There's a tension for many young jazz musicians, between the desire to start recording and the rather contrary need to develop technically and aesthetically before going public. Sometimes there is no tension: Joe Alterman is a case in point. The pianist may be a mere stripling in his early 20s, but he has the technique, the understanding and, most importantly, the feel
of a musician who's been immersed in his chosen music for decades. Give Me The Simple Life
, his second album, demonstrates all of this with flair.
Alterman cites stars like Erroll Garner
, Oscar Peterson
and Red Garland
as influences. His own playing has an easy grace and, with his love of the piano's upper register and a neat line in percussive trills, he also exudes a positivity and optimism even on ballads such as Cy Coleman's "Why Try To Change Me Now."
Alterman also demonstrates excellent taste in band mates and a youthful confidence in their hiring. Not only does he acknowledge the influence of Ahmad Jamal
, he also invited the pianist's rhythm section to join him on Give Me The Simple Life
and, to their credit, drummer Herlin Riley
and bassist James Cammack
accepted his invitation. Tenor saxophonist Houston Person
met Alterman at an New York University masterclass in 2010: the pair stayed in touch and when his invitation arrived Person also accepted, guesting on four tunes. This expert trio could make a puppy with a glockenspiel sound goodwith a talented pianist like Alterman their command of dynamics ensures that the music soars.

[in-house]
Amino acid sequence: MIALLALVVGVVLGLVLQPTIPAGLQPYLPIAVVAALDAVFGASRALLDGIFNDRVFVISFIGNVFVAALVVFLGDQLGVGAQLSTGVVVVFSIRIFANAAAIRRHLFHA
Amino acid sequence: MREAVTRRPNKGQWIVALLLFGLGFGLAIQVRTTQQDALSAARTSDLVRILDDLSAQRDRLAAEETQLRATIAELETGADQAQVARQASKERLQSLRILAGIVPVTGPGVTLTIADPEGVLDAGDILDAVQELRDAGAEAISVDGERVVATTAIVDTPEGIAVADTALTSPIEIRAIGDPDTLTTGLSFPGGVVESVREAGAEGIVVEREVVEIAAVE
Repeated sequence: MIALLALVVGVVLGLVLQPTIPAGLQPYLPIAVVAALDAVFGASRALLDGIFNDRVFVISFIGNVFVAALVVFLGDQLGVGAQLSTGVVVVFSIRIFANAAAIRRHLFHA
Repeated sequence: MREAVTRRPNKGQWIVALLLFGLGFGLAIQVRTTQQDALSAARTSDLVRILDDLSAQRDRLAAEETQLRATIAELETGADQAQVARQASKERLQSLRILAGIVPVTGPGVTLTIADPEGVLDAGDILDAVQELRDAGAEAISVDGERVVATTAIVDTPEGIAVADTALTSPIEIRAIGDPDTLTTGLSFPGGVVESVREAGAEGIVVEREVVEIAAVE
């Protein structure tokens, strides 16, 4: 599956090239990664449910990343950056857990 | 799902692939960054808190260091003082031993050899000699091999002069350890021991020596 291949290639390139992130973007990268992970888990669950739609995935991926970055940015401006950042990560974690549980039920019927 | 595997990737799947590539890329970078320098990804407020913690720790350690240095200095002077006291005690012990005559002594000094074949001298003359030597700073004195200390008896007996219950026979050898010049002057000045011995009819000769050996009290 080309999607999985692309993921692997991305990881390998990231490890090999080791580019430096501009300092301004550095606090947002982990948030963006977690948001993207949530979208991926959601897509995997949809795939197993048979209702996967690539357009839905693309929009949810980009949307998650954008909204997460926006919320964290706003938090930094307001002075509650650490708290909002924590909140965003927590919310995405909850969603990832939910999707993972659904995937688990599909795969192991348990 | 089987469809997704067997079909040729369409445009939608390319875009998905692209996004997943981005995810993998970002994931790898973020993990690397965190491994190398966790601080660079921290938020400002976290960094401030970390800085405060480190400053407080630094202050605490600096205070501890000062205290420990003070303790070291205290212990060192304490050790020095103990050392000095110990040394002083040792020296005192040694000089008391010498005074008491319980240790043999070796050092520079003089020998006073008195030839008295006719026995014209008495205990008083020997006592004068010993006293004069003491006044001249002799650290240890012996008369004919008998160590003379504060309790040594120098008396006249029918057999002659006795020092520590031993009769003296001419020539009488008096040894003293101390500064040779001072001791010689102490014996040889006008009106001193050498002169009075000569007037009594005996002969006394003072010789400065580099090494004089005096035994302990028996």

On Peterson's "Kelly's Blues," Riley and Cammack lay down an irresistible swinging rhythm over which Alterman layers a hard-driving melody. On "Biscuits," his own composition, Alterman sounds like a man with four hands. Over a bouncy, feelgood, rhythm, he plays this jumping, New Orleans-flavored, tune with energetic glee. The slower, more reflective tunes are also beautifully interpretedAlterman plays subtly, resisting the temptation to overplay. Leslie Bricusse and Anthony Newley's "Pure Imagination" is delightfully bright and upbeat; "I'm Yours" and "I Guess I'll Have To Dream The Rest" are full of late night romance.
There's a 54-year age difference between Alterman and Person, but the veteran tenor player still exudes a youthful charm and enthusiasm with every note he plays. His tone is honeyed and mellow, his timing is absolutely perfect and his feel for a song's emotion is second to none. He matches the trio's powerful swing on "Kelly's Blues" and "Georgia On My Mind" and plays with irresistible warmth and emotion on "I Guess I'll Have To Dream The Rest" and Alterman's "The First Night Home" (a tune that perfectly captures a classic '50s sound).
Alterman's 2009 debut, Piano Tracks Volume 1
(Self Produced) was a well-received first outing, making it clear that he had something special to offer. Give Me The Simple Life
moves things up a gear: this lovely and engaging record is
Georgia On My Mind; Give Me The Simple Life; The First Night Home; Pure Imagination; An Affair To Remember; I Guess I'll Have To Dream The Rest; Kelly's Blues; Why Try To Change Me Now?; Why Do I Love You?; Biscuits; They Say It's Spring; I'm Yours.
Joe Alterman: piano; James Cammack: bass; Herlin Riley: drums; Houston Person: tenor saxophone (1, 3, 6, 7).